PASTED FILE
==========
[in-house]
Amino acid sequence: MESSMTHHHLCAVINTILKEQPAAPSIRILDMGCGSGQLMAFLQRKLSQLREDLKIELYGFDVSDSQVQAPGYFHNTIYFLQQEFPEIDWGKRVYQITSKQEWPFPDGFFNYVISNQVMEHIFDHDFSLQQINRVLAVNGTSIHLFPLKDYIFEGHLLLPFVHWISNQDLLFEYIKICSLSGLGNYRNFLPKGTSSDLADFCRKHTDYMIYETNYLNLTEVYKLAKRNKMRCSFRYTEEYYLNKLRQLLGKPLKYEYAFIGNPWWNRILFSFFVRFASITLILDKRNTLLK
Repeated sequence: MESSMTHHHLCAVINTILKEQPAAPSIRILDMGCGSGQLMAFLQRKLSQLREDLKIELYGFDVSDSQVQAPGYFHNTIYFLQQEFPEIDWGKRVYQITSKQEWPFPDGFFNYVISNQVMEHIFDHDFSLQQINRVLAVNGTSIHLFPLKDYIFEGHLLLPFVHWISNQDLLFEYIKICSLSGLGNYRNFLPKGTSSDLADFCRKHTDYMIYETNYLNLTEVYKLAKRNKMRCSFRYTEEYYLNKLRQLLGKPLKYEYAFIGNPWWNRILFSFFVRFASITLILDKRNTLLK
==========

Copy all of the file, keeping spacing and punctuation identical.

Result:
[in-house]
Amino acid sequence: MESSMTHHHLCAVINTILKEQPAAPSIRILDMGCGSGQLMAFLQRKLSQLREDLKIELYGFDVSDSQVQAPGYFHNTIYFLQQEFPEIDWGKRVYQITSKQEWPFPDGFFNYVISNQVMEHIFDHDFSLQQINRVLAVNGTSIHLFPLKDYIFEGHLLLPFVHWISNQDLLFEYIKICSLSGLGNYRNFLPKGTSSDLADFCRKHTDYMIYETNYLNLTEVYKLAKRNKMRCSFRYTEEYYLNKLRQLLGKPLKYEYAFIGNPWWNRILFSFFVRFASITLILDKRNTLLK
Repeated sequence: MESSMTHHHLCAVINTILKEQPAAPSIRILDMGCGSGQLMAFLQRKLSQLREDLKIELYGFDVSDSQVQAPGYFHNTIYFLQQEFPEIDWGKRVYQITSKQEWPFPDGFFNYVISNQVMEHIFDHDFSLQQINRVLAVNGTSIHLFPLKDYIFEGHLLLPFVHWISNQDLLFEYIKICSLSGLGNYRNFLPKGTSSDLADFCRKHTDYMIYETNYLNLTEVYKLAKRNKMRCSFRYTEEYYLNKLRQLLGKPLKYEYAFIGNPWWNRILFSFFVRFASITLILDKRNTLLK